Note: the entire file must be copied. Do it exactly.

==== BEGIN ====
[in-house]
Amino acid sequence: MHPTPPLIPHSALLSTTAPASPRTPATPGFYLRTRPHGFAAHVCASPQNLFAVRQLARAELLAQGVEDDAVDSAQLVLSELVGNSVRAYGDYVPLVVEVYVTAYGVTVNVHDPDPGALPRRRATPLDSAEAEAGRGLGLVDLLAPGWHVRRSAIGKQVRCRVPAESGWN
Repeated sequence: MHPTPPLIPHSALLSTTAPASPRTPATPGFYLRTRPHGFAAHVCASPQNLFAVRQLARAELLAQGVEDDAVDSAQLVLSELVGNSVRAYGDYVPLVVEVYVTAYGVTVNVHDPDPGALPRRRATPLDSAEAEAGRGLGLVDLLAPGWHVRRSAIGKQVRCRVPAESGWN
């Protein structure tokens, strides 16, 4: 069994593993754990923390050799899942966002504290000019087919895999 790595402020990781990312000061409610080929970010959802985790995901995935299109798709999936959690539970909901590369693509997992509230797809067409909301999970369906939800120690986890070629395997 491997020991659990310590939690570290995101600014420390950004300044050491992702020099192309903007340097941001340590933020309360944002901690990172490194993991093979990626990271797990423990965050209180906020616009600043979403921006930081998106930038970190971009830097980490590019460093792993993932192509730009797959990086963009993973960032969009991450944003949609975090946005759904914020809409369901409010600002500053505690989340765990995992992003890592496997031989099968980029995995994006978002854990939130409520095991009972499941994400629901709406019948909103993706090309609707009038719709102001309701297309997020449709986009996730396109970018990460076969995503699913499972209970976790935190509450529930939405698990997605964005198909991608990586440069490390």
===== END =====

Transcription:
[in-house]
Amino acid sequence: MHPTPPLIPHSALLSTTAPASPRTPATPGFYLRTRPHGFAAHVCASPQNLFAVRQLARAELLAQGVEDDAVDSAQLVLSELVGNSVRAYGDYVPLVVEVYVTAYGVTVNVHDPDPGALPRRRATPLDSAEAEAGRGLGLVDLLAPGWHVRRSAIGKQVRCRVPAESGWN
Repeated sequence: MHPTPPLIPHSALLSTTAPASPRTPATPGFYLRTRPHGFAAHVCASPQNLFAVRQLARAELLAQGVEDDAVDSAQLVLSELVGNSVRAYGDYVPLVVEVYVTAYGVTVNVHDPDPGALPRRRATPLDSAEAEAGRGLGLVDLLAPGWHVRRSAIGKQVRCRVPAESGWN
């Protein structure tokens, strides 16, 4: 069994593993754990923390050799899942966002504290000019087919895999 790595402020990781990312000061409610080929970010959802985790995901995935299109798709999936959690539970909901590369693509997992509230797809067409909301999970369906939800120690986890070629395997 491997020991659990310590939690570290995101600014420390950004300044050491992702020099192309903007340097941001340590933020309360944002901690990172490194993991093979990626990271797990423990965050209180906020616009600043979403921006930081998106930038970190971009830097980490590019460093792993993932192509730009797959990086963009993973960032969009991450944003949609975090946005759904914020809409369901409010600002500053505690989340765990995992992003890592496997031989099968980029995995994006978002854990939130409520095991009972499941994400629901709406019948909103993706090309609707009038719709102001309701297309997020449709986009996730396109970018990460076969995503699913499972209970976790935190509450529930939405698990997605964005198909991608990586440069490390």